to be discovered, to be brought into our lives. The world has seen thousands of prophets, and the world has yet to see millions. (Complete Works, Vol.6: The Methods and Purpose of Religion, pp.8-9. )

The Vedas are anadi, eternal. The meaning of the statement is not, as is erroneously supposed by some, that the words of the Vedas are anadi, but that  the spiritual laws inculcated by the Vedas are such. These laws, which are  immutable and eternal, have been discovered at various times by great men or rishis, though some of them have been forgotten now, while others are preserved. (Complete Works, Vol.6: Notes Taken Down in Madras, 1892-93, p.103)

It is clear from Vivekananda's discussion that everything in the Vedas is not eternally true. It is ONLY the spiritual laws that are eternal. In fact it is these eternal laws that should really be called Vedas.

Infallibility of the Vedas

I have given below a discussion on infallibility by Sri Sankara, the famous Advaita philosopher:

…… The appeal to the infallibility of the Vedic injunction is  misconceived. The infallibility in question refers only to the unseen force or apurva, and is admissable only in regard to matters not confined to the sphere of direct perceptions etc. ….. Even a hundred statements of sruti to the effect that fire is cold and non-luminous won't prove valid. If it does make such a statement, its import will have to be interpreted differently. Otherwise, validity won't attach to it. Nothing in conflict with the means of  valid cognition or with its own statement may be imputed to sruti. (Bhagavad Gita Bhashya 18.66 of Sri Sankaracharya translated by Dr. A.G. Krishna Warrier).

It is clear that Shankara, like Vivekananda, does not claim that every statement in the Vedas are correct. He stresses that Vedas are infallible "only in regard to matters not confined to the sphere of direct perceptions".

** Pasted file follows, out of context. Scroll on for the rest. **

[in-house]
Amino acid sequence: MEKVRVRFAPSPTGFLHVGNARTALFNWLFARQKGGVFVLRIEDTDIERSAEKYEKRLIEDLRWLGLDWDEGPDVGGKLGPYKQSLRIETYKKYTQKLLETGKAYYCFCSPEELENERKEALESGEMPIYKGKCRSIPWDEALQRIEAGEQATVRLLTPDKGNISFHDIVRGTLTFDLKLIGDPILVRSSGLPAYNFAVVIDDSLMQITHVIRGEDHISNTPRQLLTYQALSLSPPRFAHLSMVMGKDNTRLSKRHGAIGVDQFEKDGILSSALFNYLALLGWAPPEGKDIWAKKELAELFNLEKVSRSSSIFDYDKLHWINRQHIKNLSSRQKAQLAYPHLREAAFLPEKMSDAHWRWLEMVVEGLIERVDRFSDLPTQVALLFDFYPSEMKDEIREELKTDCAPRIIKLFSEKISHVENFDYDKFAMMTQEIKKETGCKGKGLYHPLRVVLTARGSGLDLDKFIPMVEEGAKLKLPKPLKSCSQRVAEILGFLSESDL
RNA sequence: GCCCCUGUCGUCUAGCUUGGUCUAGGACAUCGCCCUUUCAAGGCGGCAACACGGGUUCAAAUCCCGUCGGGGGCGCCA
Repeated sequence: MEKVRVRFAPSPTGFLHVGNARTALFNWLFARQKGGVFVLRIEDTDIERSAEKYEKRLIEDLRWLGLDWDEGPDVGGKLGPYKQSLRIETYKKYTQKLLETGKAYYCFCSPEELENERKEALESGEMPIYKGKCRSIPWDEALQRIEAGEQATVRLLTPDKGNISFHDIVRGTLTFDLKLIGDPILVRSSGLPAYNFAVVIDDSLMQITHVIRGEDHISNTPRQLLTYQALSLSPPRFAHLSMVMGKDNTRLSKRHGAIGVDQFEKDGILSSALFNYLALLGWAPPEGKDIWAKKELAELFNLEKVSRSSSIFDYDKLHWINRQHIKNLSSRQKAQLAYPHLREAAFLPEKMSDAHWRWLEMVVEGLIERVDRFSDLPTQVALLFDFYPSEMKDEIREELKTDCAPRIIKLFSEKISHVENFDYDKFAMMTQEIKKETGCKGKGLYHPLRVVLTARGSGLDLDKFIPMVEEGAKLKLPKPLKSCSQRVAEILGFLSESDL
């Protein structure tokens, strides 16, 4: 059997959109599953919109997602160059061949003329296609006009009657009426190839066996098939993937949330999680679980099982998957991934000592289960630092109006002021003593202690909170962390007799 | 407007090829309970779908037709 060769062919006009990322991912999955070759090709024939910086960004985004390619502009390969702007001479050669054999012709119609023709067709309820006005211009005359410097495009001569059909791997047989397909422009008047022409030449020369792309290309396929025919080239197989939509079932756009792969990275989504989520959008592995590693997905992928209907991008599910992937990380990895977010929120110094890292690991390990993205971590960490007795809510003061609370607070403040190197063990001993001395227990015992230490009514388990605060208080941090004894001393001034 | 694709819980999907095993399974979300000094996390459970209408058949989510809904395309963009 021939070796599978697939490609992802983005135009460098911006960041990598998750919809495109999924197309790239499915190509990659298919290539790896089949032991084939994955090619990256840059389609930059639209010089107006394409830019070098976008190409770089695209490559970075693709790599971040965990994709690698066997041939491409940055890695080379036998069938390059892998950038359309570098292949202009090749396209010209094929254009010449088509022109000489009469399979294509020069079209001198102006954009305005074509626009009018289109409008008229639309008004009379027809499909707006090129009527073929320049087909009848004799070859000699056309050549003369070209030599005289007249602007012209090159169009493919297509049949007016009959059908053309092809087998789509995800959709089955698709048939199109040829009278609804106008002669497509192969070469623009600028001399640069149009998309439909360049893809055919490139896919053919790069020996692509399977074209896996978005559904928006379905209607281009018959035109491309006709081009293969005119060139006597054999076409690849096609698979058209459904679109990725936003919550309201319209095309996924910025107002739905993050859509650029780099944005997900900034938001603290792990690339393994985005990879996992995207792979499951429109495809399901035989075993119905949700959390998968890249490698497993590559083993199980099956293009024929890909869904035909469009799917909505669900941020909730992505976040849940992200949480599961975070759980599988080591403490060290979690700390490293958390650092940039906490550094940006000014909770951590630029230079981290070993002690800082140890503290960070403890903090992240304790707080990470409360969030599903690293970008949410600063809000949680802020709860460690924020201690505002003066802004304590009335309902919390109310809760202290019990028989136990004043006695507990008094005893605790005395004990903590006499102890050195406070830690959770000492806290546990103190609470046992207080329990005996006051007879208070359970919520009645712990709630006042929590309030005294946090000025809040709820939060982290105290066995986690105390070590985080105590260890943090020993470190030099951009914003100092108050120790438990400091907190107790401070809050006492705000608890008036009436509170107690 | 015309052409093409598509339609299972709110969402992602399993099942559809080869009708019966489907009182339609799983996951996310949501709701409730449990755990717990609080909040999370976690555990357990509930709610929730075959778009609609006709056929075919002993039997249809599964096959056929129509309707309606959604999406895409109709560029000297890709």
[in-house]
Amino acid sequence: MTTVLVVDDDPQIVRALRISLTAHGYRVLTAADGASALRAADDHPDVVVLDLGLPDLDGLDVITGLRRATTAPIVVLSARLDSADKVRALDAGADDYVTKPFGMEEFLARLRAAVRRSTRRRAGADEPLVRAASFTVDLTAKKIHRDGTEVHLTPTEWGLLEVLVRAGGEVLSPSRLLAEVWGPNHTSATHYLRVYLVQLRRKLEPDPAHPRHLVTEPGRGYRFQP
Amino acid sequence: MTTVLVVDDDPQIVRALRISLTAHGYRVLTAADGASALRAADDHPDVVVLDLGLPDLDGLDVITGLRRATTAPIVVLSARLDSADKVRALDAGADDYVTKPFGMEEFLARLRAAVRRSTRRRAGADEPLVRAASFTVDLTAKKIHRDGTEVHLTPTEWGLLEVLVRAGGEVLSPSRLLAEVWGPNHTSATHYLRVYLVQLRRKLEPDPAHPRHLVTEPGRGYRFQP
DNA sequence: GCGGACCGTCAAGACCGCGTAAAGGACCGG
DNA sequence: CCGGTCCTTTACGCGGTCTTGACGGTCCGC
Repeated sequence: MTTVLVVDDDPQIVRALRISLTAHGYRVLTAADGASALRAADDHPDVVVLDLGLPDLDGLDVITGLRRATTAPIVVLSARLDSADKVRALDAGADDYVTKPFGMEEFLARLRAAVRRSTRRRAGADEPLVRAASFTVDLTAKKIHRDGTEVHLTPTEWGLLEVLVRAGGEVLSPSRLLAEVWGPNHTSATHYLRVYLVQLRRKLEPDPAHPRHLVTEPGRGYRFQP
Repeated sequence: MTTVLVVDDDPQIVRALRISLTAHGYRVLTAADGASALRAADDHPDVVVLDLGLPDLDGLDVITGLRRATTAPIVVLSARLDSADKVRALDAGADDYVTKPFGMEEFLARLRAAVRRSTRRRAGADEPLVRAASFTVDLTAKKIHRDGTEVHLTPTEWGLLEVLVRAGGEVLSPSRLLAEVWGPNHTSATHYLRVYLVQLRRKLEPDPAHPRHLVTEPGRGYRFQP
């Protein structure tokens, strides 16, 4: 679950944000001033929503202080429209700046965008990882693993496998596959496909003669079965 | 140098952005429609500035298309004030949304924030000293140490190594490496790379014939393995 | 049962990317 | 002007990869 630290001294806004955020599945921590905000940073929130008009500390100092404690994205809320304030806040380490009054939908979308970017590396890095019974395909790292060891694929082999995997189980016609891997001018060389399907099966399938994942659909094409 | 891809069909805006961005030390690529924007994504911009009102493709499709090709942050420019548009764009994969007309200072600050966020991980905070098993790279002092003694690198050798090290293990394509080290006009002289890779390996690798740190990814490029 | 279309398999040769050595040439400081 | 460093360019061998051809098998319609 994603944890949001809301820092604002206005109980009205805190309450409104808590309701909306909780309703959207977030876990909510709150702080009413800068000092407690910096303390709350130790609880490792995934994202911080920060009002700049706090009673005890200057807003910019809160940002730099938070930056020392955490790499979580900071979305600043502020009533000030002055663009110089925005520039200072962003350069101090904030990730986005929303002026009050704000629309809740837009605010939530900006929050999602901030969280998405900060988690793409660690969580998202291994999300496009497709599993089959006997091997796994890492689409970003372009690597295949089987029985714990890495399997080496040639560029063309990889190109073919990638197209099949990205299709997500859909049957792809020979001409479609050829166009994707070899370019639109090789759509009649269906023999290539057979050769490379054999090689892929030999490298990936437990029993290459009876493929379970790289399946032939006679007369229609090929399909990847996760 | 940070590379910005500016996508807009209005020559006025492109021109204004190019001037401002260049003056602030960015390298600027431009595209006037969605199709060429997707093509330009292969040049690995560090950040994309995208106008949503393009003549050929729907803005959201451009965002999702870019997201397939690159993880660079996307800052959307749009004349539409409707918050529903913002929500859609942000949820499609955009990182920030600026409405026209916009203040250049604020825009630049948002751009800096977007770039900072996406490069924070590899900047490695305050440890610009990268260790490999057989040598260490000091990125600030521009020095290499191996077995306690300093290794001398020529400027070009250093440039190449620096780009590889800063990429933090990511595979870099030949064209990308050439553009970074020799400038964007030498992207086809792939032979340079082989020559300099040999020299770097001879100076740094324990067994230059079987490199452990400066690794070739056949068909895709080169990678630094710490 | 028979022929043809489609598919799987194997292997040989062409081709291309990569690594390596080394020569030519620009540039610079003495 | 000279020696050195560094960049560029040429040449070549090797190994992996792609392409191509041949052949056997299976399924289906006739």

That automatically implies that Vedas can not override reason. Vedic infallibility is only regards spiritual matters that can not be subjected to reason.

Manu Smriti on infallibility

Do Hindu scriptures ask us to slavishly accept whatever is written in them? Manu Smriti initially seems to ask Hindus to accept in toto as is clear from this shloka:

But by Sruti (reveleation) is meant the Veda, and by Smriti (tradition) the Institutes of the sacred law; those two must not be called into question in any matter, since from those two the sacred law shone forth. (II.10)

Later, however, it moderates its stand and acknowledges that some of it's contents might be found offensive in a later age as is clear from this shloka:

Let him avoid (the acquisition of) wealth and (the gratification of his) desires, if they are opposed to the sacred law, and even LAWFUL ACTS WHICH MAY CAUSE PAIN IN THE FUTURE OR ARE OFFENSIVE TO MEN. (IV.176)

Mahabharata on sanctioned usage

It is of extreme interest that Manu Smriti admits that not all its ideas about societal relations will survive the ravages of time. This idea is also present in Mahabharata as is clear from this passage:

 … women formerly were not immured within houses and dependent on husbands and other relatives. They used to go about freely enjoying themselves as best as they liked. O thou of excellent qualities, they did not then adhere to their husbands faithfully, and yet, O handsome one, they were not regarded sinful, for that was the sanctioned usage of the times. (Adi Parva CXXII)

Mahabharata acknowledges that societal rules about women have changed with  time. Thus we don't have to accept scriptural advice on women slavishly.

Conclusion

It is a matter of concern that many Hindus are ignorant about their scriptures. It is a bigger concern that even knowledgable Hindus do not fully understand what is meant by eternality and infallibility of the Vedas. They also do not seem to understand that parts of Hindu scriptures are clearly obsolete and it is not necessary to follow those parts.